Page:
January 5, 2013 in City

Records detail possible felony hit-run

Dec. 11 incident left piece of metal in victim’s head
By The Spokesman-Review
 

The Washington State Patrol is investigating a December incident involving a vehicle and pedestrian north of Spokane that left a piece of metal embedded in the victim’s head.

A search warrant filed in Spokane County Superior Court details the investigation into potential felony hit-and-run and vehicular assault charges against 32-year-old Todd A. Lester, who was arrested but has not been formally charged.

The incident began when the WSP received a call about a pedestrian being struck about 8:30 p.m. on Dec. 11 near Walker Avenue on northbound Newport Highway.

“Upon Trooper Stone’s arrival, he observed a pedestrian victim lying on the shoulder portion of the roadway,” court documents state. “The victim had a wheel weight embedded in his head. He was bleeding profusely.”

Wheel weights, often made of lead, are used to balance vehicle tires.

The victim, 48-year-old David S. Snover, was transported to Providence Holy Family Hospital, where he was treated and released for several lacerations, abrasions and scrapes.

Snover later told investigators that he did not have a recollection of being hit. Efforts to reach Snover on Friday were unsuccessful.

The court records don’t explain how the weight became embedded in Snover’s head, but the search warrant said troopers found several pieces of broken clear plastic, resembling pieces of the cover from a headlight.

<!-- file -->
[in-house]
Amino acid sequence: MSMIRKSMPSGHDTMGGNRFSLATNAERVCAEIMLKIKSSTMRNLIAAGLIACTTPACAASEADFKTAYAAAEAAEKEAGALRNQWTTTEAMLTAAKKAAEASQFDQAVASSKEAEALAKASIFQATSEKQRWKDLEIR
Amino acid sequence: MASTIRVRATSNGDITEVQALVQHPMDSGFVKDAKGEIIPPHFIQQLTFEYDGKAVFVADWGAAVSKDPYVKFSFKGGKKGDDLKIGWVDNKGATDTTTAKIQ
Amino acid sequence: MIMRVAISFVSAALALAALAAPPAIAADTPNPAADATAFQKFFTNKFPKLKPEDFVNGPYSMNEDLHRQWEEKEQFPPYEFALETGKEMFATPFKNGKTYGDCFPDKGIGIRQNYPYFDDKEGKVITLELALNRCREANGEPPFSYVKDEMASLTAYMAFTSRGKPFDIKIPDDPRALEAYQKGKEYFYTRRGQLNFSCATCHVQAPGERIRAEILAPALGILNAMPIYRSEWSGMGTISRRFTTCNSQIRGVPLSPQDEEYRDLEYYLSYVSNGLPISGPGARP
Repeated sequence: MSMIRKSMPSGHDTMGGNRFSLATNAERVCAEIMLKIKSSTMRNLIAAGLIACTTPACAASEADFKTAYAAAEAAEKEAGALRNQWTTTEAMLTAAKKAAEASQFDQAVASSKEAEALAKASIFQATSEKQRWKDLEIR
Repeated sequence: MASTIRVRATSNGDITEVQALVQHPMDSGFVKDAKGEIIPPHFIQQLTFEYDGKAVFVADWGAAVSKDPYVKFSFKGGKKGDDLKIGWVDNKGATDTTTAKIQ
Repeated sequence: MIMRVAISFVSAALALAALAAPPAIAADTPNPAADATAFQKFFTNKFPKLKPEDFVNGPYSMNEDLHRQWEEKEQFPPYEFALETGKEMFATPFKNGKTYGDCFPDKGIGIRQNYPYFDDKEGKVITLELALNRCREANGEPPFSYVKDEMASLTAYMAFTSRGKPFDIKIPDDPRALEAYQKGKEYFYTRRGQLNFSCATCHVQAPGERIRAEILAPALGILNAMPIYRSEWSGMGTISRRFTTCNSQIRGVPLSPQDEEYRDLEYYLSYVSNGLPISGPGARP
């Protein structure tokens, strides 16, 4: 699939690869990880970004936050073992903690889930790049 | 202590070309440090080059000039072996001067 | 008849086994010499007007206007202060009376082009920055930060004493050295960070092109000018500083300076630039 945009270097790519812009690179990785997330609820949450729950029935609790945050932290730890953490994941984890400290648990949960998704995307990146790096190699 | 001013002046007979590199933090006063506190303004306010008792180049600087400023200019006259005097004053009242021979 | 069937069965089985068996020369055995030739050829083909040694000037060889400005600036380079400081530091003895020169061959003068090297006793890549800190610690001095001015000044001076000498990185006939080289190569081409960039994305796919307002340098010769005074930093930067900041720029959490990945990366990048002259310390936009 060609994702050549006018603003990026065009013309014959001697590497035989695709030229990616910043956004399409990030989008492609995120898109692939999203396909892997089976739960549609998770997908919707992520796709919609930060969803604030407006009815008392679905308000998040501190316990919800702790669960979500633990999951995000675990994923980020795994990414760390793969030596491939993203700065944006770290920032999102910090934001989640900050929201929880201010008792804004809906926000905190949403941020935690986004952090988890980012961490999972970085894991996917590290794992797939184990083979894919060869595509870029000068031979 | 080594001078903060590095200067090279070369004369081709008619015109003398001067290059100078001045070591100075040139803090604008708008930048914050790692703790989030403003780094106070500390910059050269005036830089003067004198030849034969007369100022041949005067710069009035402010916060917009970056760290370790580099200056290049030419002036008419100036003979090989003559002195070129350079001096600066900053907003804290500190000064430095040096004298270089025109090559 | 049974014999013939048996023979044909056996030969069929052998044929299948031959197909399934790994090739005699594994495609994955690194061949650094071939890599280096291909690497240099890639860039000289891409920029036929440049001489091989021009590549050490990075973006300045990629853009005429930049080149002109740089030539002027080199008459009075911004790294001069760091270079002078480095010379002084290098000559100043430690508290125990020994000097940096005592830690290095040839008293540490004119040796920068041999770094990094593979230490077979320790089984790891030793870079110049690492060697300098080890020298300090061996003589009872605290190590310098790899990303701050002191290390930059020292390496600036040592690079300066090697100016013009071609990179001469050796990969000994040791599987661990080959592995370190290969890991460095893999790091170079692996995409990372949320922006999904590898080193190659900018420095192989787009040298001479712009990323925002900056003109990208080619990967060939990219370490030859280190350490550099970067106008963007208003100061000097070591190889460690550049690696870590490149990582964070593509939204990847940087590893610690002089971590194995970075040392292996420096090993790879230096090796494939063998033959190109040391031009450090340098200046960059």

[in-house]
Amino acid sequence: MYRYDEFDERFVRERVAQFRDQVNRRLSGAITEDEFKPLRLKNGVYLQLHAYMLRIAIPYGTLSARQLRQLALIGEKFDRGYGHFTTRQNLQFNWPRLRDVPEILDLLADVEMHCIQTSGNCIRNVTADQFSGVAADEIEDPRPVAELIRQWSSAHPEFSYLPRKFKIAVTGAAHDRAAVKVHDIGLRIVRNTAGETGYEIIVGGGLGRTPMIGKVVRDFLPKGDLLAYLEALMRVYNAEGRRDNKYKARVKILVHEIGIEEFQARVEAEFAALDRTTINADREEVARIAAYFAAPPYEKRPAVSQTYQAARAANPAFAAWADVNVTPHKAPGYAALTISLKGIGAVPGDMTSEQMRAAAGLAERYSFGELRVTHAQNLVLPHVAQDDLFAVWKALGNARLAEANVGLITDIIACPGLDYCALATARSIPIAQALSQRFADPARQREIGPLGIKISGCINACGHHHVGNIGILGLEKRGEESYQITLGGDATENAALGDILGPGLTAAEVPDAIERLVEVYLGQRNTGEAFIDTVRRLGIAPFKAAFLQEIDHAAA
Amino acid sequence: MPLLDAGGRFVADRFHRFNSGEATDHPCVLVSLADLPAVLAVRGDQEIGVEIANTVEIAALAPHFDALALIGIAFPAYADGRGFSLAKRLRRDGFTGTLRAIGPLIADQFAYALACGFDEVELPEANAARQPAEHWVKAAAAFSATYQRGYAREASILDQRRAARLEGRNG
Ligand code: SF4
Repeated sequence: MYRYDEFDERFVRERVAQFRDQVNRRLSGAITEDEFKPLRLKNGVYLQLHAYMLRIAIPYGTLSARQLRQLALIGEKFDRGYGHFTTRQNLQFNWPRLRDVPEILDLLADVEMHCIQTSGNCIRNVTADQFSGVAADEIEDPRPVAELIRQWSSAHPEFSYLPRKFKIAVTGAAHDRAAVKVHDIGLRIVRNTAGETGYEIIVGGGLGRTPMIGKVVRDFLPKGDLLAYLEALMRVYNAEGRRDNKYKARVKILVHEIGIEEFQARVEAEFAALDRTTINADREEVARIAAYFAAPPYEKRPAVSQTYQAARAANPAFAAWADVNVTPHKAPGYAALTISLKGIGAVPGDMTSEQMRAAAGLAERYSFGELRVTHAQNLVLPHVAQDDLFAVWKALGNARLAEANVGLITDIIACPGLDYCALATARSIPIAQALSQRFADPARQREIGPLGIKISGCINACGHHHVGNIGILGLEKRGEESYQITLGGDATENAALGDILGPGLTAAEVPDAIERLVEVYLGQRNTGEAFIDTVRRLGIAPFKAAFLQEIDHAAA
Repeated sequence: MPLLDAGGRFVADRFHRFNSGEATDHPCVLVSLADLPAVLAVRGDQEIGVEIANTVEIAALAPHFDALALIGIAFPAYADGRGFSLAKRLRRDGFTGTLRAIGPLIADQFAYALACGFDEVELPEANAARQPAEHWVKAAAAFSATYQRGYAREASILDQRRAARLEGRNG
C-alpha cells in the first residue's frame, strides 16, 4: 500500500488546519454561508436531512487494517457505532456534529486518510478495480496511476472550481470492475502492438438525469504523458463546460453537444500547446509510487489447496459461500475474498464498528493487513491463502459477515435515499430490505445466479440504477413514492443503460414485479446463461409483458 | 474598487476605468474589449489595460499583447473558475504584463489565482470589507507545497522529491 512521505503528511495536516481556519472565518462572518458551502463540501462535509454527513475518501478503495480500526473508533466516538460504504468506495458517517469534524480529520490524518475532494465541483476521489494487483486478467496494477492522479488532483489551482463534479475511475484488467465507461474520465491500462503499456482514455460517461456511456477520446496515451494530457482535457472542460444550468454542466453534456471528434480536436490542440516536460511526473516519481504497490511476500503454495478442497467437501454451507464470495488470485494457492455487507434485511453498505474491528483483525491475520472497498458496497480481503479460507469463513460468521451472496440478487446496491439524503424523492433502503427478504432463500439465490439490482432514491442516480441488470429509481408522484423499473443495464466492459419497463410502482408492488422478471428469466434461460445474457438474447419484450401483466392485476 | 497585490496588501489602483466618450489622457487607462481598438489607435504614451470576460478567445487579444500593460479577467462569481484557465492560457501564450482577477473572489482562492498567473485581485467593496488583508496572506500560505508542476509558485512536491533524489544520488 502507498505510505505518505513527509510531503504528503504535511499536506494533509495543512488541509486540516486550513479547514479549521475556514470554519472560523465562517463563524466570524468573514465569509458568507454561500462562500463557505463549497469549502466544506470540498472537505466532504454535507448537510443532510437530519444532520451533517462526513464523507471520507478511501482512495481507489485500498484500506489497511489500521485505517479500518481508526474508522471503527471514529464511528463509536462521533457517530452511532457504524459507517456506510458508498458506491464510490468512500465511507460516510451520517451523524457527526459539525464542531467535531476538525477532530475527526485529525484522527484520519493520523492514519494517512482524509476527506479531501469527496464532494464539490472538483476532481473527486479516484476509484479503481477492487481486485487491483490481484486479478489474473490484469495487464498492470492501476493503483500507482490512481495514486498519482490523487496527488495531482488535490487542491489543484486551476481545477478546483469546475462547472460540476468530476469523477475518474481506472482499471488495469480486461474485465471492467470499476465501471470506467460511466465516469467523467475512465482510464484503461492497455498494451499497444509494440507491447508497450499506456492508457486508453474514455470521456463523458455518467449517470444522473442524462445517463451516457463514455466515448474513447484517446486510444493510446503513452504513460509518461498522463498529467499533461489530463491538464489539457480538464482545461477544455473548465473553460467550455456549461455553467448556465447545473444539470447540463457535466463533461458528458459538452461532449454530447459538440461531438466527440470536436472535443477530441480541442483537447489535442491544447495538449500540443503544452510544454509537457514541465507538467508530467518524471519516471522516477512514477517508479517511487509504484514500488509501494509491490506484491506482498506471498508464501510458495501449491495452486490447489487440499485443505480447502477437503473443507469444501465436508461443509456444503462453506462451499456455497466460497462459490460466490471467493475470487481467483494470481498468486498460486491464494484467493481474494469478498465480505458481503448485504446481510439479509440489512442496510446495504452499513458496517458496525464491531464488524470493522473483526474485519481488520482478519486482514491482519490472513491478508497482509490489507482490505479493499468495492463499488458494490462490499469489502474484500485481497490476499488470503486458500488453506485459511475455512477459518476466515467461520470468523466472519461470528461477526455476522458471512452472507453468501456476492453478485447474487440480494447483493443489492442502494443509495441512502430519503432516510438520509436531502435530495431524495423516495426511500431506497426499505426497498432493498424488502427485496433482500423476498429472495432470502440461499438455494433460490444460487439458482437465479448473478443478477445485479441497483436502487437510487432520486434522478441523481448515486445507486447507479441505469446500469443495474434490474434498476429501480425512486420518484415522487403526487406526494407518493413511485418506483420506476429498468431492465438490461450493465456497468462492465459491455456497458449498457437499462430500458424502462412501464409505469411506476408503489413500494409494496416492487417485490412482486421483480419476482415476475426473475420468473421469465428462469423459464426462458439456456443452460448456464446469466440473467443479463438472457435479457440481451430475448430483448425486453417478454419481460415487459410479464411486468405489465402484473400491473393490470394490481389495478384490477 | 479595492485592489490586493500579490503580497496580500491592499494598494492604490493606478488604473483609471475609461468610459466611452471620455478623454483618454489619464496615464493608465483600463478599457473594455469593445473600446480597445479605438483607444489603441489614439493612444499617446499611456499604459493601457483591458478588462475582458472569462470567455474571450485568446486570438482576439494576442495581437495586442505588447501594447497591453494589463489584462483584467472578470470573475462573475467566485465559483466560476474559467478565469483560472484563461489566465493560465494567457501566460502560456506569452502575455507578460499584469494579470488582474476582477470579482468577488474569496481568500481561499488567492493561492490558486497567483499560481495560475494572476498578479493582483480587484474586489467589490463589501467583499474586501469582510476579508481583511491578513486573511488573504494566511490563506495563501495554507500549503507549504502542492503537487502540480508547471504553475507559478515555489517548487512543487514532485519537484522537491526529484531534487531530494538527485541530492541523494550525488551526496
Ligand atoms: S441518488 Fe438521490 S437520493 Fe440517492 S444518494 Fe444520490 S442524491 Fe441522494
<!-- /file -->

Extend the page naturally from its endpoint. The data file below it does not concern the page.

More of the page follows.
Troopers found tire marks indicating that the vehicle that struck Snover had been driving on the shoulder.

Troopers then canvassed the neighborhood and checked more than a dozen vehicles before they found a 2001 Chevrolet Silverado parked at 4119 E. Walker Ave. They could see damage to the right front of the truck, and the hood was still warm.

At the home, they contacted Lester, who told them that he had arrived some time before from Lewiston. One of the troopers could smell the “strong odor of intoxicants on Lester’s breath,” court records state. Lester explained that he’d had a couple of beers since he had arrived home.

Lester said he didn’t know when the damage occurred but did say the truck was fine when he left for work that morning.

One of the troopers then asked Lester: “How did the damage occur without your knowledge if you are the only one who was driving the vehicle?” Lester responded, “I got nothing for ya,” court records state.


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